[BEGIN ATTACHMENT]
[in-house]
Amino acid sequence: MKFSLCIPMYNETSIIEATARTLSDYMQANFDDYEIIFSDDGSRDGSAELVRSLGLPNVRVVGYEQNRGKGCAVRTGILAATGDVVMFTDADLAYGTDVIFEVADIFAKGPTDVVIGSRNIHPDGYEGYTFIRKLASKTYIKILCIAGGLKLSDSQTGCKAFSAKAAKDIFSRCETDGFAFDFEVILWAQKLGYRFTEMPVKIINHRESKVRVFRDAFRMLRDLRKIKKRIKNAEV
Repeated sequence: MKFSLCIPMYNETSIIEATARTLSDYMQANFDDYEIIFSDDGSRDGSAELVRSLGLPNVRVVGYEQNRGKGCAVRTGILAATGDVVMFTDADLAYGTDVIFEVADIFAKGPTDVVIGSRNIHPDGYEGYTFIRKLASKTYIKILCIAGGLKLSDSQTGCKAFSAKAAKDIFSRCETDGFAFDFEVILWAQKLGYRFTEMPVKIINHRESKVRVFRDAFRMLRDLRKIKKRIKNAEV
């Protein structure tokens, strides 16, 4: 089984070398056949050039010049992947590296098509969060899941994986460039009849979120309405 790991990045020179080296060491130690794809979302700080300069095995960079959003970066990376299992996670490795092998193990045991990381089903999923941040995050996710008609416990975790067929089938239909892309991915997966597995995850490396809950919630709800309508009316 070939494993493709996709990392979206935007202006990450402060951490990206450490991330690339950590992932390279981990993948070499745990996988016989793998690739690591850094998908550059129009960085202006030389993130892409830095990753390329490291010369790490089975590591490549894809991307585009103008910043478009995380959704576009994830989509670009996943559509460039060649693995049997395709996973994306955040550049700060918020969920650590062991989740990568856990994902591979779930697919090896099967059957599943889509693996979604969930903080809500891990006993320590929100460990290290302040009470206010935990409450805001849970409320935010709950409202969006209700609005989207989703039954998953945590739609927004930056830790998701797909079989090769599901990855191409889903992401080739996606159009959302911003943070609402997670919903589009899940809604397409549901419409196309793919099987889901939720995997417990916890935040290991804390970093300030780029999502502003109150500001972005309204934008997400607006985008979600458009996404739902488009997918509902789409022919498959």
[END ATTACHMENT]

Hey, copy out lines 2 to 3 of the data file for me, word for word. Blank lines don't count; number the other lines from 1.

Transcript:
Amino acid sequence: MKFSLCIPMYNETSIIEATARTLSDYMQANFDDYEIIFSDDGSRDGSAELVRSLGLPNVRVVGYEQNRGKGCAVRTGILAATGDVVMFTDADLAYGTDVIFEVADIFAKGPTDVVIGSRNIHPDGYEGYTFIRKLASKTYIKILCIAGGLKLSDSQTGCKAFSAKAAKDIFSRCETDGFAFDFEVILWAQKLGYRFTEMPVKIINHRESKVRVFRDAFRMLRDLRKIKKRIKNAEV
Repeated sequence: MKFSLCIPMYNETSIIEATARTLSDYMQANFDDYEIIFSDDGSRDGSAELVRSLGLPNVRVVGYEQNRGKGCAVRTGILAATGDVVMFTDADLAYGTDVIFEVADIFAKGPTDVVIGSRNIHPDGYEGYTFIRKLASKTYIKILCIAGGLKLSDSQTGCKAFSAKAAKDIFSRCETDGFAFDFEVILWAQKLGYRFTEMPVKIINHRESKVRVFRDAFRMLRDLRKIKKRIKNAEV